Traits of Prions and Their Effects on Human Beings

Topics: Prion, Bovine spongiform encephalopathy, Transmissible spongiform encephalopathy Pages: 6 (1753 words) Published: October 6, 2013
Running head: TRAITS OF PRIONS AND THEIR EFFECTS 1

Traits of Prions and
Their Effects on Human Beings
Dennis Wei
Saint Joseph High School

TRAITS OF PRIONS AND THEIR EFFECTS 2 CONTENTS
Abstract3
Discovery4
What’s a Prion5
How Prions Replicate6
How Prions kill6
A List of Prion Diseases7
Human Prion Diseases7
Animal Prion Diseases7
About BSE8
Human Prion Diseases in the United States8
What is the treatment for prion diseases?9
The Fatalness of Prions9
The importance of prion research9
References11

TRAITS OF PRIONS AND THEIR EFFECTS 3 Abstract
This paper explores different definitions of prion. Prion is a kind of protein; it doesn’t have any DNA or RNA. It’s different from virus but both of prion and virus can bring to human beings diseases. It’s so difficult to definition prion, because whether prion is a creature is still a controversial question. This paper shows some traits of prion and the differences between normal proteins and prions and some prion diseases that have strong effects on human beings. It also shows the history of the discovery of prion in the 20th century. Keywords: protein, prion, disease

TRAITS OF PRIONS AND THEIR EFFECTS 4 Traits of Prions and
Their Effects on Human Beings
Prions are proteins that are unique in their ability to reproduce on their own and become infectious (Learn.Genetics™, 2012). Prion diseases affect the nervous system in humans and animals. In people, prion diseases usually caused memory changes, personality changes, a decline in intellectual function (dementia). There is no way to find if people have prion diseases, and these diseases lead to death within a few months to several years. Discovery

In the 1950s, there was a kind of disease found in the highlands of New Guinea. Most people in a tribe were infected at that time, and most people of that tribe died from the disease that was called “kuru” by them (Learn.Genetics™, 2012). Most people thought that this disease was caused by a kind of virus which people didn’t know yet. Today we know that the disease is not caused by “kuru”, the real pathogen is a kind of protein called prion. Prions cannot be killed by radioactive rays that can destroy nucleic acid like DNA and RNA. That was a significant reason why scientist realized that prion was not a kind of virus. In the 1960s, an English biologist had an audacious hypothesis: there was a kind of “virus” that didn’t have DNA or RNA. But he didn’t have enough evidence to hold his hypothesis, so that he couldn’t testify his found. By 1996, bovine spongiform enceohalopathy (BSE) killed 16,000 cattle in England, and then, 12 English teenagers died from new variant Creutzfeldt-Jakob disease (vCJD). The TRAITS OF PRIONS AND THEIR EFFECTS 5 news made British very nervous, no one wanted to eat beef at that time. The eruption of BSE attracted lots of scientists all over the world. The research to prion became a very important event at that time. Dr. Stanley Prusiner did a lot of research that about this kind of “virus” and then coined the term "prion" (proteinaceous infectious particle). He went on to win the Nobel Prize in Medicine in 1997. What’s a Prion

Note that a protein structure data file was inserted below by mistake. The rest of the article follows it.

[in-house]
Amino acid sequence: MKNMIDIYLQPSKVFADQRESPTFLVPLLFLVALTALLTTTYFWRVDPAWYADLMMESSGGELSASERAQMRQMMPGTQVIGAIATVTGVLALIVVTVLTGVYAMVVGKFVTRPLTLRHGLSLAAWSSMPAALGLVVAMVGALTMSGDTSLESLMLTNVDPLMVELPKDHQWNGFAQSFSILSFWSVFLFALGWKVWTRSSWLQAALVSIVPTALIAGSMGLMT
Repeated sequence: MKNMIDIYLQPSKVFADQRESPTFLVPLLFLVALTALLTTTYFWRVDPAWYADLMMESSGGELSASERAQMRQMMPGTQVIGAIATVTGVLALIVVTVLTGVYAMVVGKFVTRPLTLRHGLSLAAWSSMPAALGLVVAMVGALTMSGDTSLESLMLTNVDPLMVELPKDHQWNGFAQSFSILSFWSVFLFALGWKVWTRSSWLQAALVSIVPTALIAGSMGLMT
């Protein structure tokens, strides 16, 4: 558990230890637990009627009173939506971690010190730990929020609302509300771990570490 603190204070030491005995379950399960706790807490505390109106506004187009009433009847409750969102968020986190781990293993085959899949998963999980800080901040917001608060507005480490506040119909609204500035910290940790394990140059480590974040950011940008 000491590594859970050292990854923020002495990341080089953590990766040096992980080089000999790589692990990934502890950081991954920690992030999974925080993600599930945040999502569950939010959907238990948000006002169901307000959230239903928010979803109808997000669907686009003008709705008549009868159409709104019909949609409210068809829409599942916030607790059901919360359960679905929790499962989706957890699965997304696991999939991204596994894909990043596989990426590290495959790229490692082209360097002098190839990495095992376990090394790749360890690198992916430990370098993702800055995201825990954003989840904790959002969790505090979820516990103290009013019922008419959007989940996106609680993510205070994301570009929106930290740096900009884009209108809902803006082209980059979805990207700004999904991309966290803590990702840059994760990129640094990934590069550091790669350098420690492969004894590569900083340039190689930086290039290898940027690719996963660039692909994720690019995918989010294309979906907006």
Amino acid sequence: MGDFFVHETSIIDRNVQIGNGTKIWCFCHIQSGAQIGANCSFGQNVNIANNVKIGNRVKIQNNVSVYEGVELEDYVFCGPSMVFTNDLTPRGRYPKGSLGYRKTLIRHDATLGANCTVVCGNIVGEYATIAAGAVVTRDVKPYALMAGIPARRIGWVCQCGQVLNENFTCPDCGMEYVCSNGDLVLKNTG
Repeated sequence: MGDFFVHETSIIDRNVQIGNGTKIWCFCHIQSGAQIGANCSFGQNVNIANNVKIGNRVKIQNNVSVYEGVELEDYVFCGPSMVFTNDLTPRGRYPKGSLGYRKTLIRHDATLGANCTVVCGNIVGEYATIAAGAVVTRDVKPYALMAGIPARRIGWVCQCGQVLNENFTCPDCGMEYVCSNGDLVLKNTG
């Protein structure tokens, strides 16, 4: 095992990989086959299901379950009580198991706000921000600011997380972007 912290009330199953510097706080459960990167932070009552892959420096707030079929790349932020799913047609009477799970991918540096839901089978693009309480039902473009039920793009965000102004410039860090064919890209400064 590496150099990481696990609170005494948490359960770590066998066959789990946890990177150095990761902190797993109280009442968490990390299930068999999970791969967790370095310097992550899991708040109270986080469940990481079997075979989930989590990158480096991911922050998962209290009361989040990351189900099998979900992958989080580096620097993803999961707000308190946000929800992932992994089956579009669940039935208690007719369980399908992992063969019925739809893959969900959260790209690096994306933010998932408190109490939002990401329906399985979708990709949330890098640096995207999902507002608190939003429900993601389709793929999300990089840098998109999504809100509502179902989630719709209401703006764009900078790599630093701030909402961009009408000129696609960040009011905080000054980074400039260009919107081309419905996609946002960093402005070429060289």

Prions are proteins that are unique in their ability to reproduce on their own and become infectious. They can occur in two forms called PrP-sen (or PrPc) and PrP-res (or PrPsc). All traits of these two forms are same except the shapes.

PrP-sen (or PrPc) means that this kind of prions is sensitive and these prions are common. They are produced by normal healthy cells. Most of PrP-sen are present mainly in neurons in the brain, but sometimes they are also found in other cell types. Scientists don’t know the exact function of PrP-sen, but they found some evidence that could...


References: CDC - Bovine Spongiform Encephalopathy (BSE). (n.d.). Centers for Disease Control and Prevention. Retrieved May 9, 2013, from http://www.cdc.gov/ncidod/dvrd/bse/
CDC - Prion Diseases. (2010, January 1). Centers for Disease Control and Prevention. Retrieved May 9, 2013, from http://www.cdc.gov/ncidod/dvrd/prions/
Prion disease. (n.d.). Genetics Home Reference. Retrieved May 9, 2013, from http://ghr.nlm.nih.gov/condition/prion-disease
Prions: On the Trail of Killer Proteins. (n.d.). Learn.Geneticsâ„¢. Retrieved May 9, 2013, from http://learn.genetics.utah.edu/content/begin/dna/prions/
Prusiner, S. (n.d.). The Prion Diseases. (1995, January) Scientific American. Retrieved May 9, 2013, from mvc.bioweb.dcccd.edu/weblinks/scbsesp.htm
Robert C. Holman, Ermias D. Belay, Krista Y. Christensen, Ryan A. Maddox, Arialdi M. Minino, Arianne M. Folkema, Dana L. Haberling, Teresa A. Hammett, Kenneth D. Kochanek, James J. Sejvar, Lawrence B. Schonberger. (2010, January 1). Human Prion Diseases in the United States. PLOS ONE : accelerating the publication of peer-reviewed science. Retrieved May 11, 2013, from http://www.plosone.org/article/info:doi/10.1371/journal.pone.0008521
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